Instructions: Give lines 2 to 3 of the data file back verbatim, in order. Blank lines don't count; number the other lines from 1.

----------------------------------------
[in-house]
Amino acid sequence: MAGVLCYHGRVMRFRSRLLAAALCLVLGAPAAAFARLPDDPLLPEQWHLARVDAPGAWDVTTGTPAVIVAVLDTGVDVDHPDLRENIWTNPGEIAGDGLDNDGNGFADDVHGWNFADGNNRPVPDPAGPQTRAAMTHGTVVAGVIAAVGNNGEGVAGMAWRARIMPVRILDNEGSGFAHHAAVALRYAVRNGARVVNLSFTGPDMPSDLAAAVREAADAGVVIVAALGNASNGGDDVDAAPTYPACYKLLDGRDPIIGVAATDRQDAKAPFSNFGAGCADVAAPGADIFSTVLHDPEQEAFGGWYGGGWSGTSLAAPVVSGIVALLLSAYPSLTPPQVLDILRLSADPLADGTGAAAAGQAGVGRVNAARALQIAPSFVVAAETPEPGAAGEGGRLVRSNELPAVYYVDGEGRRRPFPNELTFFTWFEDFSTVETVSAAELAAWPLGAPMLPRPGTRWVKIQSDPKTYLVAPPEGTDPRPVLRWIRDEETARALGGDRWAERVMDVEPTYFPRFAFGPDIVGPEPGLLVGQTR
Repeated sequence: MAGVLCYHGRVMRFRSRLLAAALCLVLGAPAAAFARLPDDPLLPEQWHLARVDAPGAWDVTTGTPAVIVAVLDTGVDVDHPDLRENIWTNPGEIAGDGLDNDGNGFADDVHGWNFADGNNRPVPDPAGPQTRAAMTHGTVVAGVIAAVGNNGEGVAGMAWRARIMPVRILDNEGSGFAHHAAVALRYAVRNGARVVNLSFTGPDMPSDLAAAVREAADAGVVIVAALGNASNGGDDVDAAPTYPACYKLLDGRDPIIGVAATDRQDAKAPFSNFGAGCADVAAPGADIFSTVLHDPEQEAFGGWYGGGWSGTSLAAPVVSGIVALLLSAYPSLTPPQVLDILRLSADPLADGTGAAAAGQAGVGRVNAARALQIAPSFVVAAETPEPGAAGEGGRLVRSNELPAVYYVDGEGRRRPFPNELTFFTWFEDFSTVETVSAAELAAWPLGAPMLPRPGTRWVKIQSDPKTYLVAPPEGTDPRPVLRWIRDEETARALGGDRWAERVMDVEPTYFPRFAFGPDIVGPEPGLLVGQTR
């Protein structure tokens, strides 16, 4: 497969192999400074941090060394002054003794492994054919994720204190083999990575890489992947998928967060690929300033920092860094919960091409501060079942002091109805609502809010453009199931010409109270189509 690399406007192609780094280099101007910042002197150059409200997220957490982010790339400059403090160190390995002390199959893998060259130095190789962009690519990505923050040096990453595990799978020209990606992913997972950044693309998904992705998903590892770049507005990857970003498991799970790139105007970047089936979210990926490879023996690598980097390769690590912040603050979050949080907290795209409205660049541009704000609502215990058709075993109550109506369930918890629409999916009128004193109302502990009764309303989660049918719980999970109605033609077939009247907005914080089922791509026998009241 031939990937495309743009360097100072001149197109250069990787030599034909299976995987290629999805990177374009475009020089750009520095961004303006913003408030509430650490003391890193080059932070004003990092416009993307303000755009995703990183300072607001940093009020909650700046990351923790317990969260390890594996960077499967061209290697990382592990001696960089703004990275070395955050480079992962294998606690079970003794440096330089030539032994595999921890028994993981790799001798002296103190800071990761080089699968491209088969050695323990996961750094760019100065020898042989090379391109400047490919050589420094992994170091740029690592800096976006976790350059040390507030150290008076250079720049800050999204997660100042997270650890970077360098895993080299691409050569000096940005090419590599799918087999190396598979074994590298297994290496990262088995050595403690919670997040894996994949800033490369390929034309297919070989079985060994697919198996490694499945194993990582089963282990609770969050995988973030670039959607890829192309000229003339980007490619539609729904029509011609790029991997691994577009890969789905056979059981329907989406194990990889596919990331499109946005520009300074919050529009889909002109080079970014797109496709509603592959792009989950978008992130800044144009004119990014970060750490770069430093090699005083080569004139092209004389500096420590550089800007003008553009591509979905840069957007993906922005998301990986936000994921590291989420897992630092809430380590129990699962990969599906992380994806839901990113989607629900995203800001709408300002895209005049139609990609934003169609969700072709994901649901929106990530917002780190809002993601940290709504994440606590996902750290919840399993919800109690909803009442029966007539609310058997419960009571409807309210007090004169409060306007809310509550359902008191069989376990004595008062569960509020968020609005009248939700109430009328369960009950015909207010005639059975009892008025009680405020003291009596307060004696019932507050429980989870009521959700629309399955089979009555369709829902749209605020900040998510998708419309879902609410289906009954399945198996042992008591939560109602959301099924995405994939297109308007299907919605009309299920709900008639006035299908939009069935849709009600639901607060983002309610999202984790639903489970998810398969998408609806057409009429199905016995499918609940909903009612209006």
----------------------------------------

Amino acid sequence: MAGVLCYHGRVMRFRSRLLAAALCLVLGAPAAAFARLPDDPLLPEQWHLARVDAPGAWDVTTGTPAVIVAVLDTGVDVDHPDLRENIWTNPGEIAGDGLDNDGNGFADDVHGWNFADGNNRPVPDPAGPQTRAAMTHGTVVAGVIAAVGNNGEGVAGMAWRARIMPVRILDNEGSGFAHHAAVALRYAVRNGARVVNLSFTGPDMPSDLAAAVREAADAGVVIVAALGNASNGGDDVDAAPTYPACYKLLDGRDPIIGVAATDRQDAKAPFSNFGAGCADVAAPGADIFSTVLHDPEQEAFGGWYGGGWSGTSLAAPVVSGIVALLLSAYPSLTPPQVLDILRLSADPLADGTGAAAAGQAGVGRVNAARALQIAPSFVVAAETPEPGAAGEGGRLVRSNELPAVYYVDGEGRRRPFPNELTFFTWFEDFSTVETVSAAELAAWPLGAPMLPRPGTRWVKIQSDPKTYLVAPPEGTDPRPVLRWIRDEETARALGGDRWAERVMDVEPTYFPRFAFGPDIVGPEPGLLVGQTR
Repeated sequence: MAGVLCYHGRVMRFRSRLLAAALCLVLGAPAAAFARLPDDPLLPEQWHLARVDAPGAWDVTTGTPAVIVAVLDTGVDVDHPDLRENIWTNPGEIAGDGLDNDGNGFADDVHGWNFADGNNRPVPDPAGPQTRAAMTHGTVVAGVIAAVGNNGEGVAGMAWRARIMPVRILDNEGSGFAHHAAVALRYAVRNGARVVNLSFTGPDMPSDLAAAVREAADAGVVIVAALGNASNGGDDVDAAPTYPACYKLLDGRDPIIGVAATDRQDAKAPFSNFGAGCADVAAPGADIFSTVLHDPEQEAFGGWYGGGWSGTSLAAPVVSGIVALLLSAYPSLTPPQVLDILRLSADPLADGTGAAAAGQAGVGRVNAARALQIAPSFVVAAETPEPGAAGEGGRLVRSNELPAVYYVDGEGRRRPFPNELTFFTWFEDFSTVETVSAAELAAWPLGAPMLPRPGTRWVKIQSDPKTYLVAPPEGTDPRPVLRWIRDEETARALGGDRWAERVMDVEPTYFPRFAFGPDIVGPEPGLLVGQTR